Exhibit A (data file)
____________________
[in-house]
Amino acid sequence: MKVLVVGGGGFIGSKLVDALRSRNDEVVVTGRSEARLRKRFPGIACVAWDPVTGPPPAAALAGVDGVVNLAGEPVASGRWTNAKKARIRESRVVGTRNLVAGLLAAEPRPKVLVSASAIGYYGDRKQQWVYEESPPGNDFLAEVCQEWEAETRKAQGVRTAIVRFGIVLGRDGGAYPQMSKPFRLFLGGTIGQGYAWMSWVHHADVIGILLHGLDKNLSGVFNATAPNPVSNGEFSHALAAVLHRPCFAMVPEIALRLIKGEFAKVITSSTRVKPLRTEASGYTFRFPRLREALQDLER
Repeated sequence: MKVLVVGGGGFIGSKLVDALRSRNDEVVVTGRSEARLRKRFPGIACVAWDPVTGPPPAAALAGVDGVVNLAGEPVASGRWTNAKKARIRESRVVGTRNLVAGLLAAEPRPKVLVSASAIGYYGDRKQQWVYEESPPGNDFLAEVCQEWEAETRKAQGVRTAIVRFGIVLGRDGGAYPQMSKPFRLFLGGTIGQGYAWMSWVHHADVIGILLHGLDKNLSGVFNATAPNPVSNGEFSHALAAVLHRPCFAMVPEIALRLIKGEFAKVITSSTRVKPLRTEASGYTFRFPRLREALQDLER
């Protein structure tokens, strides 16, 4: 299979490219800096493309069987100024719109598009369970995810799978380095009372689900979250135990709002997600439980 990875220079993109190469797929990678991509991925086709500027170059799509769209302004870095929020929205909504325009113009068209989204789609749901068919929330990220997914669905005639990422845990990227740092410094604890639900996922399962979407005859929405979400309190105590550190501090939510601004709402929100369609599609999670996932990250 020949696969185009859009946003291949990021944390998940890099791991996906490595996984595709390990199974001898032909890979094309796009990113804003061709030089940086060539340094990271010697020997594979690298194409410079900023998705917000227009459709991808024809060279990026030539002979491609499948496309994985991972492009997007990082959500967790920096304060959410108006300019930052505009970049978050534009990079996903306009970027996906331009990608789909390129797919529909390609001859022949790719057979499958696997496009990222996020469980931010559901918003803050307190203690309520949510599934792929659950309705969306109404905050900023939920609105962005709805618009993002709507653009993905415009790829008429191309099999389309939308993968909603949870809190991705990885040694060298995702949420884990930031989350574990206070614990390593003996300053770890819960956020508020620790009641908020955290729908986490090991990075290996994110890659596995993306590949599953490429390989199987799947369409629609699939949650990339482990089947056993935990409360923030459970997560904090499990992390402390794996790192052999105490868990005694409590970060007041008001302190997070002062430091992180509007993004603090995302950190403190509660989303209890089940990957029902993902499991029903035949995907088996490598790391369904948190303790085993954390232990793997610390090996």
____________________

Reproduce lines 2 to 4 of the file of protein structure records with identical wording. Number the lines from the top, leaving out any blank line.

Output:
Amino acid sequence: MKVLVVGGGGFIGSKLVDALRSRNDEVVVTGRSEARLRKRFPGIACVAWDPVTGPPPAAALAGVDGVVNLAGEPVASGRWTNAKKARIRESRVVGTRNLVAGLLAAEPRPKVLVSASAIGYYGDRKQQWVYEESPPGNDFLAEVCQEWEAETRKAQGVRTAIVRFGIVLGRDGGAYPQMSKPFRLFLGGTIGQGYAWMSWVHHADVIGILLHGLDKNLSGVFNATAPNPVSNGEFSHALAAVLHRPCFAMVPEIALRLIKGEFAKVITSSTRVKPLRTEASGYTFRFPRLREALQDLER
Repeated sequence: MKVLVVGGGGFIGSKLVDALRSRNDEVVVTGRSEARLRKRFPGIACVAWDPVTGPPPAAALAGVDGVVNLAGEPVASGRWTNAKKARIRESRVVGTRNLVAGLLAAEPRPKVLVSASAIGYYGDRKQQWVYEESPPGNDFLAEVCQEWEAETRKAQGVRTAIVRFGIVLGRDGGAYPQMSKPFRLFLGGTIGQGYAWMSWVHHADVIGILLHGLDKNLSGVFNATAPNPVSNGEFSHALAAVLHRPCFAMVPEIALRLIKGEFAKVITSSTRVKPLRTEASGYTFRFPRLREALQDLER
């Protein structure tokens, strides 16, 4: 299979490219800096493309069987100024719109598009369970995810799978380095009372689900979250135990709002997600439980 990875220079993109190469797929990678991509991925086709500027170059799509769209302004870095929020929205909504325009113009068209989204789609749901068919929330990220997914669905005639990422845990990227740092410094604890639900996922399962979407005859929405979400309190105590550190501090939510601004709402929100369609599609999670996932990250 020949696969185009859009946003291949990021944390998940890099791991996906490595996984595709390990199974001898032909890979094309796009990113804003061709030089940086060539340094990271010697020997594979690298194409410079900023998705917000227009459709991808024809060279990026030539002979491609499948496309994985991972492009997007990082959500967790920096304060959410108006300019930052505009970049978050534009990079996903306009970027996906331009990608789909390129797919529909390609001859022949790719057979499958696997496009990222996020469980931010559901918003803050307190203690309520949510599934792929659950309705969306109404905050900023939920609105962005709805618009993002709507653009993905415009790829008429191309099999389309939308993968909603949870809190991705990885040694060298995702949420884990930031989350574990206070614990390593003996300053770890819960956020508020620790009641908020955290729908986490090991990075290996994110890659596995993306590949599953490429390989199987799947369409629609699939949650990339482990089947056993935990409360923030459970997560904090499990992390402390794996790192052999105490868990005694409590970060007041008001302190997070002062430091992180509007993004603090995302950190403190509660989303209890089940990957029902993902499991029903035949995907088996490598790391369904948190303790085993954390232990793997610390090996």